Small movement, separation or inflammation at your pubic symphysis, located between your pubic bones, can be a big pain in the pelvis. During pregnancy, some separation is normal, but excessive separation can make simple things like going up a flight of stairs, getting in and out of a car, and even walking really difficult. If your separation is really bad, your OB or midwife may keep you on bedrest. Because you have enough things to deal with during your pregnancy and after birth, here are a few simple things you can do to decrease your pubic symphysis pain.
- Wear a compression belt like this one to support your pelvis and help keep things together. No need to remove when sleeping either since sleeping (when it does happen) can also cause you pain.
- When getting in and out of bed, or simply rolling over, keep your legs together and perform what is known as a log roll. That is, rolling the segments of your body as one unit. While you're moving, you may find it helpful to even activate your deep core muscles by pulling your belly button to your spine on an exhalation. And why don't you go ahead and throw a pillow between your legs for additional comfort.
- Avoid stairs if possible. In public spaces, avoiding the stairs can be easy if an elevator, escalator, or ramp are available. But if it is unavoidable, do try to limit your use of the stairs. This can be done by planning your day so you only have to go in the basement or up to the bedroom 2 or 3 times for the day instead of 6 times.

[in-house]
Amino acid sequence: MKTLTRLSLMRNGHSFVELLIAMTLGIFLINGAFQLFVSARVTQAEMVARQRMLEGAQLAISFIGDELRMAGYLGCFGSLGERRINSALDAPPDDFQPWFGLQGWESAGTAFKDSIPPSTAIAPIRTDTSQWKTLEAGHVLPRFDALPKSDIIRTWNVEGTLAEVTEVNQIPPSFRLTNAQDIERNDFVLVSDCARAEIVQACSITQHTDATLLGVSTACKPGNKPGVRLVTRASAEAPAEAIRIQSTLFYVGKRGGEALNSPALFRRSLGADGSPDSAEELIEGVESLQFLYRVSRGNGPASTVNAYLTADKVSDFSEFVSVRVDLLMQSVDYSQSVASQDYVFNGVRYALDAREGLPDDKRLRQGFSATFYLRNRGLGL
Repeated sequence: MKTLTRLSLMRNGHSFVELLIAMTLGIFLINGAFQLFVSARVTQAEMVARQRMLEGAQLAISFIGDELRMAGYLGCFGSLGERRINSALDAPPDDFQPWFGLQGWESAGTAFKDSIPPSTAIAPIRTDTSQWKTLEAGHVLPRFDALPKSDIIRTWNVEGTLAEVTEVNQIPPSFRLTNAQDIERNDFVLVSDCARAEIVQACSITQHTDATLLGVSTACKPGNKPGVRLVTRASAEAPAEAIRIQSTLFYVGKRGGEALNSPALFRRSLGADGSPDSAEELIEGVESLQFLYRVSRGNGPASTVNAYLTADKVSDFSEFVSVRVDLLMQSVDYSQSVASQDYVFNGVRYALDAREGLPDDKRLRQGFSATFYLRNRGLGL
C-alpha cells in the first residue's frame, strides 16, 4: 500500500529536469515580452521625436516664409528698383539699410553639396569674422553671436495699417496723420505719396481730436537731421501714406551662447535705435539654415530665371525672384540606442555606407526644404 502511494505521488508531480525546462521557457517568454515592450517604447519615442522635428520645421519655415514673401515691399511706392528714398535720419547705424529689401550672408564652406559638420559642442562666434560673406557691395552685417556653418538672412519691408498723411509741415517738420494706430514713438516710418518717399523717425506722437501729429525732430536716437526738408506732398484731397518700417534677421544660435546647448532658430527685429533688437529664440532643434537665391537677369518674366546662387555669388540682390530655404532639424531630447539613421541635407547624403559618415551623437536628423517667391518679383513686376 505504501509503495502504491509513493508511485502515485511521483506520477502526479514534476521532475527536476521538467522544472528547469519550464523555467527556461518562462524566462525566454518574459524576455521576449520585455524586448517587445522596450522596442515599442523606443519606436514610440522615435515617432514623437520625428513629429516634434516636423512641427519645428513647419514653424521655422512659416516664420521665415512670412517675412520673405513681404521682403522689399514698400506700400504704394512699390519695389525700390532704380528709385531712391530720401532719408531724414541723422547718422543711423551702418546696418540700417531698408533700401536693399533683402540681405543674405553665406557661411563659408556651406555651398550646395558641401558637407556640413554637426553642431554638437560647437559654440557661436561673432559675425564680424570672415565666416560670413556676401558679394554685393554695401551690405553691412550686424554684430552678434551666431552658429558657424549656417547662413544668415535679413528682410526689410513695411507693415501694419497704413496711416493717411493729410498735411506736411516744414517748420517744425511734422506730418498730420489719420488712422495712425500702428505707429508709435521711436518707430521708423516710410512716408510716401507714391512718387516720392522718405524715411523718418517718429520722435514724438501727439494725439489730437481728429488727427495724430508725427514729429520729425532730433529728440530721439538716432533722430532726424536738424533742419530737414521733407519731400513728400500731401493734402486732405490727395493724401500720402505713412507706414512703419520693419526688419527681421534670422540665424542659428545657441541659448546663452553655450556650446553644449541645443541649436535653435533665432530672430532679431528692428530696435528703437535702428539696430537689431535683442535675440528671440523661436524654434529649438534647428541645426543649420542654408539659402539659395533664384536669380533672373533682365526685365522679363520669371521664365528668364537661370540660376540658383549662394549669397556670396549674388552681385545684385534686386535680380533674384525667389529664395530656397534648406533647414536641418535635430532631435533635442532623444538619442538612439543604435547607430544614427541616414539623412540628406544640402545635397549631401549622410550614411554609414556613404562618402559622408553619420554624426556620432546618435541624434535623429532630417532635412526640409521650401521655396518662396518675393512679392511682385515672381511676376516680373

- Sit down to get dressed. Your balance is off anyway and it's already pretty difficult to reach your feet to put your socks on if you're feeling super pregnant. No one will judge you for taking a seat.
- Stand evenly with weight equally distributed between both feet. Putting weight on only one leg can increase your pain.
- Take small steps. The simple act of extending your foot in front of you might cause you pain so take it easy. No one will notice you're taking smaller steps, well, except a PT who can't help but analyze your gait pattern. Other than that, no one will notice so don't worry about looking awkward.
It is likely your pain began during your pregnancy. It may go away on its own but it may not. If left untreated, it will simply persist and affect your everyday life for a long time to come. You would never live your life with an untreated toothache. Treat your pelvis as well as you would your teeth. Take the time to contact a woman's health or pelvic health physical therapist who specializes in treating pregnant and postpartum women. Find your local PT here.